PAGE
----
Issue #2: What can we do to be more scrappy? How can we shift our business model?
This will be different for everyone, but I encourage you to challenge your team. How can you repurpose underutilized resources to offer a new product or service? I’m sure you’ve heard stories of distilleries shifting their operations in order to produce hand sanitizer—can we ask them to produce toilet paper, too?!? Auto manufacturers are quickly shifting their lines in order to make ventilators and hotels are being converted into makeshift hospitals.
Inspired by much of the movement we’ve observed across industries, we challenged the team at HireBetter to be more scrappy. One of our differentiators coming into this crisis was our Strategic Talent Planning™ offering. This is our way of helping clients structure talent plans to build scalable teams to achieve their near-term and long-term growth initiatives. It is a fantastic tool for middle market companies who are growing rapidly. In the face of COVID-19, we repurposed it and have been offering Business Continuity Services to companies free of charge. This includes talent planning to “off board” employees and prepare the company to be leaner, but stronger, for when we eventually pull out of this.
We also shifted much of our Permanent Search team to support our Interim Services efforts. We have seen an uptick in the use of temporary executives, which I believe to be a sign of significant movement towards each of you and your company attempting to play offense – and not just wait for things to happen to you. A+ talent you may not have been able to afford before (and you probably don’t want to hire full-time right now) is suddenly affordable and available for three to six months, for example.
What steps have your companies taken to be more scrappy? Please let me know! I would love to share some good stories next week.
Issue #3: How do we seize this opportunity by playing offense?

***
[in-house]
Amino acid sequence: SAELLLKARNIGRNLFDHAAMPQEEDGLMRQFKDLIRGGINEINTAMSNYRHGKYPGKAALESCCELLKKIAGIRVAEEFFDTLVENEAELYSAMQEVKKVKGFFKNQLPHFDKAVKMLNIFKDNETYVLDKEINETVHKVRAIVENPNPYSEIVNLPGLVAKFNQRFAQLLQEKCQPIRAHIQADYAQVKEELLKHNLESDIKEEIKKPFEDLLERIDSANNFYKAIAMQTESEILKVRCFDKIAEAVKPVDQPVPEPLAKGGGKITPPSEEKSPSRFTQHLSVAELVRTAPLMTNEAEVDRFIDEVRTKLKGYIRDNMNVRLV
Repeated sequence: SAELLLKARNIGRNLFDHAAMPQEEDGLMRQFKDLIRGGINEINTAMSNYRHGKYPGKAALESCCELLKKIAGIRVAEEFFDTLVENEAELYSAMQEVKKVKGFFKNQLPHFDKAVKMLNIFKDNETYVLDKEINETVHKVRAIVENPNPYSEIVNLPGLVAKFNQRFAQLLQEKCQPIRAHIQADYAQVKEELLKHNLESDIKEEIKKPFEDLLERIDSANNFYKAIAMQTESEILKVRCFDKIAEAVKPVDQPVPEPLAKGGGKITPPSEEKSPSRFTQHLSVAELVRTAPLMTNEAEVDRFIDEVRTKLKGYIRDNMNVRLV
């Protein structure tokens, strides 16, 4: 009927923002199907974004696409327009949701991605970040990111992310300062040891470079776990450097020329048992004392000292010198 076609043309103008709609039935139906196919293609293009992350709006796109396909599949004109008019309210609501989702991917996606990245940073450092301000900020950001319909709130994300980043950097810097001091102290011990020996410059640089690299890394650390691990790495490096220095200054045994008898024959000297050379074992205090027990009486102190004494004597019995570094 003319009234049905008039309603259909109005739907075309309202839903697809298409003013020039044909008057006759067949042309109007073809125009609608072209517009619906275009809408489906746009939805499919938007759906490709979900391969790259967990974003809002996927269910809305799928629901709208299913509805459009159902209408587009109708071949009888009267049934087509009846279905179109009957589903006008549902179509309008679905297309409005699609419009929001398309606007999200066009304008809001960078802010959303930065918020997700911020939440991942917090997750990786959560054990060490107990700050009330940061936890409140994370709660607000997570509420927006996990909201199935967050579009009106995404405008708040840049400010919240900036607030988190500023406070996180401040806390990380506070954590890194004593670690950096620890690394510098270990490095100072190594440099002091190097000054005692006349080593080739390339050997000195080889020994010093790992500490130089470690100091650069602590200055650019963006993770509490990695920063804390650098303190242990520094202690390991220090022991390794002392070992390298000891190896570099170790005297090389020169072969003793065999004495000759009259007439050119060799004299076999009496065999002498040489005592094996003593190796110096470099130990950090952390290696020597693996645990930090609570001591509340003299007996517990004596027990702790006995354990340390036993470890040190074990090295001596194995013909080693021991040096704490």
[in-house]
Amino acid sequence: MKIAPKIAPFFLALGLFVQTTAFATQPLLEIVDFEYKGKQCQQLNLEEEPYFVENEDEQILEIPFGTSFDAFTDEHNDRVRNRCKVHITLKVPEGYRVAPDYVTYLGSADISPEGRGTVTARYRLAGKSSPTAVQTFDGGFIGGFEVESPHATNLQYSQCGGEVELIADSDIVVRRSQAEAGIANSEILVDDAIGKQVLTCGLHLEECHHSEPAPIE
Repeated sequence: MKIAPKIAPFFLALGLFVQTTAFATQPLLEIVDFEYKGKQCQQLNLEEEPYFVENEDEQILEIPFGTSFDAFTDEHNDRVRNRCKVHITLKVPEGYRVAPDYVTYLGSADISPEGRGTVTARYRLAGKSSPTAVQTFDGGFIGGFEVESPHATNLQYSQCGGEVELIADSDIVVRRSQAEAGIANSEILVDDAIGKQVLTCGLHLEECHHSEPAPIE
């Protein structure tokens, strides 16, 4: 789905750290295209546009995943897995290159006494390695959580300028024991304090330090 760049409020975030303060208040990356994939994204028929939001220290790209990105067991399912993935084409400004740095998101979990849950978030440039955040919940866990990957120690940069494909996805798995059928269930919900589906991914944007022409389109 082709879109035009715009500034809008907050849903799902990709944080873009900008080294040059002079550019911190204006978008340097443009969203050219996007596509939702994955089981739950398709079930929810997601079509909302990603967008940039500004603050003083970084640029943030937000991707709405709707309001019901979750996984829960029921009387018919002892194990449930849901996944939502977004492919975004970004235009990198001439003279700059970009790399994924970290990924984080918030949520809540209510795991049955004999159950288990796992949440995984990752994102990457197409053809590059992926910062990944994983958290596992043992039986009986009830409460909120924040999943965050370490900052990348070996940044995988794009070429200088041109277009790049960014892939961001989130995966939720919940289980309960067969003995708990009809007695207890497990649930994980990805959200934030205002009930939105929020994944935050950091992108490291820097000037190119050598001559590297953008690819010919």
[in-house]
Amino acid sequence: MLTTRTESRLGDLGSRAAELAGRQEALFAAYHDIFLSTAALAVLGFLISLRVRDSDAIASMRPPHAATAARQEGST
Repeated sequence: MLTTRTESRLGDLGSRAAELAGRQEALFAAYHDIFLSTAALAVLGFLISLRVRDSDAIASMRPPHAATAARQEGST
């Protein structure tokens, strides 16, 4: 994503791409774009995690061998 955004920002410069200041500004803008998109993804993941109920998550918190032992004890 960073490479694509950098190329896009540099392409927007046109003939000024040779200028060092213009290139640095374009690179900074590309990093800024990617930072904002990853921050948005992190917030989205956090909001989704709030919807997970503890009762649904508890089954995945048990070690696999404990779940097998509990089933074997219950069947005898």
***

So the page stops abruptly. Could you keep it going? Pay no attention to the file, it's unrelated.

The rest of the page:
Most of you are aware that I am an entrepreneur through and through. I don’t just want your business to survive the pandemic, but thrive on the other side. I strongly encourage you to play offense and not just defense.
There are several ways to do that—and some of them may surprise you. Think now is a bad time to upgrade talent in key areas? It’s not. I promise you there are people currently on the street, or someone who’s much more affordable now than they were a few weeks ago. For example, one of the CEOs in one of our forums shared with us a story of an employee who demanded a 20% pay increase a month ago. Last week, that same employee was begging to keep her job. Q2 will be a much different world than Q1.
The same could be said for M&A. Many forward-thinking CEOs are starting to think about buying that competitor, or the company that has a cool product but had unrealistic valuation. Tip of the day? That valuation probably came down significantly over the past three weeks!
CEOs should also be planning to invest in marketing. Many of your competitors will employ a “wait and see” approach to growth through this crisis. That is not going to work here. Sure, you’ll cut expenses in the near-term by pulling back your marketing spend, but that’s a short-term fix with long-term consequences. Bold leaders are looking at this as an opportunity to double down on marketing and play offense versus defense.
When will this be over?
Based on everything we know now… the real answer is we don’t know. Nobody knows. The best answer we have is that our cue that we are coming back as an economy is when we stop being afraid of the unknown. Maybe we’ve found a vaccine that treats the virus or we have quick and efficient testing so that we can easily test people and know where the virus is. The key to fighting the economic impact of this pandemic is to assuage our fears. We will get through this crisis.
In all of this chaos and crisis, I am looking forward to hearing from CEOs and entrepreneurs about the steps they are taking to get through it. These forums, and hopefully these summary posts, will play some part in helping others by providing an outlet for useful information, war stories, and just plain venting. What are your thoughts on my notes above? Got any ideas for future sessions? My inbox is always open.
Our goal at HireBetter is to help you navigate the unknown and assist in any way we can, especially when it comes to questions about your team and the health of your business. We’re constantly updating our curated list of business-related crisis resources, offering free business continuity consultations, and identifying the biggest challenges to business leaders and sharing our solutions with you. I’m also hosting weekly Q&A sessions on LinkedIn Live starting next week, so be sure to tune in. If you’d like someone to lean on as you find your way through this tough business landscape, please reach out to me or someone on my team. We’re here to help!